83D CHEMICAL BATTALION
Skip Navigation Links.
Distinctive Unit Insignia


Description/Blazon
A silver color metal and enamel device 1 ¼ inches (3.18 cm) in height overall, consisting of a blue hexagon bearing a diagonal yellow lightning flash surmounted by a silver flying dragon exhaling tongues of scarlet flames, the wings extending above the hexagon; all above a silver scroll inscribed "CONFRONT ANY MISSION" in blue.

Symbolism
Cobalt blue and golden yellow are colors traditionally associated with the Chemical Corps. The flying amphibious dragon refers to the Battalion's combat service in World War II, which included participation in four assault landings, amphibious and airborne, in Sicily, Italy and France. The lightning flash represents the destructive power of the ammunition used by the unit. The hexagon is a symbol used in chemical formulas for a particle of matter.

Background
The distinctive unit insignia was approved on 29 June 1966. It was amended to include metric measurements in the description and revise the symbolism on 28 May 1993.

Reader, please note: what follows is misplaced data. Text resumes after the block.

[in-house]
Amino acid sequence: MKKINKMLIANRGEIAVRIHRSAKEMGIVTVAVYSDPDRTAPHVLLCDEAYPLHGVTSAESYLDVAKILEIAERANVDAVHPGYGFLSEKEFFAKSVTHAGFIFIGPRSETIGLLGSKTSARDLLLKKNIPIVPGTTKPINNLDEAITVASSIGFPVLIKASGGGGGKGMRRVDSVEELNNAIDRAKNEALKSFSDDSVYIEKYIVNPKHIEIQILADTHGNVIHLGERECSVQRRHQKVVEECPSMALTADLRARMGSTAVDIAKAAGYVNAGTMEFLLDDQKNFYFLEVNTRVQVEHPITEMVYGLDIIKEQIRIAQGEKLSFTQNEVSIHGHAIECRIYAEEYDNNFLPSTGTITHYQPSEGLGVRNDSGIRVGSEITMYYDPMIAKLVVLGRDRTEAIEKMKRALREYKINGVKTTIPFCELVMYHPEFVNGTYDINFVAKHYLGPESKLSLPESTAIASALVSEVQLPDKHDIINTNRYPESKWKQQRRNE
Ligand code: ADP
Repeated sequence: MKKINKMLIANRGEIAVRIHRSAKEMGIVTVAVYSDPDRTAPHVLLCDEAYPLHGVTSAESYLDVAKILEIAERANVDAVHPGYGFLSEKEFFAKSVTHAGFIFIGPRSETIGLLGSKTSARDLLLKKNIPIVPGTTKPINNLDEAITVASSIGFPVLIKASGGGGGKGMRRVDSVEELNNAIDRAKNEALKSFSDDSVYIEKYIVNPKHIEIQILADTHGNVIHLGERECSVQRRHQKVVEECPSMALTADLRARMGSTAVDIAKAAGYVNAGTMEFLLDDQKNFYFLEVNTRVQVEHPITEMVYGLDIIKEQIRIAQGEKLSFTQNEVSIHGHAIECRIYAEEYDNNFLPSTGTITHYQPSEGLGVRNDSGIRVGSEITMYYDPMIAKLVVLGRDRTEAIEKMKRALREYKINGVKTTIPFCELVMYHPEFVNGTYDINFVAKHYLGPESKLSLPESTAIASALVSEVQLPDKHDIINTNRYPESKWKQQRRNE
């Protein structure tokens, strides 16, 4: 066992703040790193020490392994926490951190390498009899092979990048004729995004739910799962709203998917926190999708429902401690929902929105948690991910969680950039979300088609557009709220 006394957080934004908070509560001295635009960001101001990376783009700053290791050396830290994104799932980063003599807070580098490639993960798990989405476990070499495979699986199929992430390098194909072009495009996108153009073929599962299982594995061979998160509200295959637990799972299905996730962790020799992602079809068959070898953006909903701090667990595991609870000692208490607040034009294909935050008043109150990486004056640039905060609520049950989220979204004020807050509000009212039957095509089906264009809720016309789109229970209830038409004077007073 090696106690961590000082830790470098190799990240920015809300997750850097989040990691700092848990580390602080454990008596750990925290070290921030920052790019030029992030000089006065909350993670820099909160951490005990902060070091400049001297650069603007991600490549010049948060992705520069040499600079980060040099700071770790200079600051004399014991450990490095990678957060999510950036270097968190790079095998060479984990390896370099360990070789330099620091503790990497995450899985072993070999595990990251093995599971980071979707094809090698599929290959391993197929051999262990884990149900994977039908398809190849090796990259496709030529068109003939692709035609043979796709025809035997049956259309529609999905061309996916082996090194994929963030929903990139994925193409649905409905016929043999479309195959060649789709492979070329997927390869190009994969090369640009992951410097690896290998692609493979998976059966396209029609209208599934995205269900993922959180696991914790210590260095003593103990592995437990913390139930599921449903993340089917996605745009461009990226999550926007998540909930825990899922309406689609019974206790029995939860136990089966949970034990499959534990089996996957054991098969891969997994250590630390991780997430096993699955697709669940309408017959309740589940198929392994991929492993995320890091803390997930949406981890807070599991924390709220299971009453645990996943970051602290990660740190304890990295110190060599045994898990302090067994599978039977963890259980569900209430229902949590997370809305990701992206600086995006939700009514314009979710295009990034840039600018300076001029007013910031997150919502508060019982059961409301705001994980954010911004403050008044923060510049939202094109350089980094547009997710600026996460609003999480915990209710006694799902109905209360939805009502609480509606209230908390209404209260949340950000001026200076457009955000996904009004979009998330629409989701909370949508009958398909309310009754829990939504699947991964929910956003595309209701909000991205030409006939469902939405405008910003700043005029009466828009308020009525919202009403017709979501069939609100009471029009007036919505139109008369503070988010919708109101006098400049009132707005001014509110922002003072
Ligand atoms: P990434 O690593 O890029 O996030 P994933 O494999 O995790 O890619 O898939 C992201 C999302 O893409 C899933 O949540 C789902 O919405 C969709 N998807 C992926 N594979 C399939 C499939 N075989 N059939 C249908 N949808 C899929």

Coat of Arms


Description/Blazon

Shield

Azure (Cobalt Blue), a hexagon of the like, vertex down fimbriated Argent, overall a dragon flight affronté of the like, wings elevated, head to sinister, spewing fire Gules fimbriated of the second, eyed Or pupil Sable, in front of and grasping in dexter claw a lightning bolt bendwise Yellow fimbriated of the second.

Crest

None.

Motto

CONFRONT ANY MISSION.

Symbolism

Shield

Cobalt blue and golden yellow are colors traditionally associated with the Chemical Corps. The flying amphibious dragon refers to the Battalion's combat service in World War II, which included participation in four assault landings, amphibious and airborne, in Sicily, Italy and France. The lightning flash represents the destructive power of the ammunition used by the unit. The hexagon is a symbol used in chemical formulas for a particle of matter.

Crest

None.

Background
The coat of arms was approved on 28 May 1993. It was amended to correct the description on 27 May 2004.





Jump to Top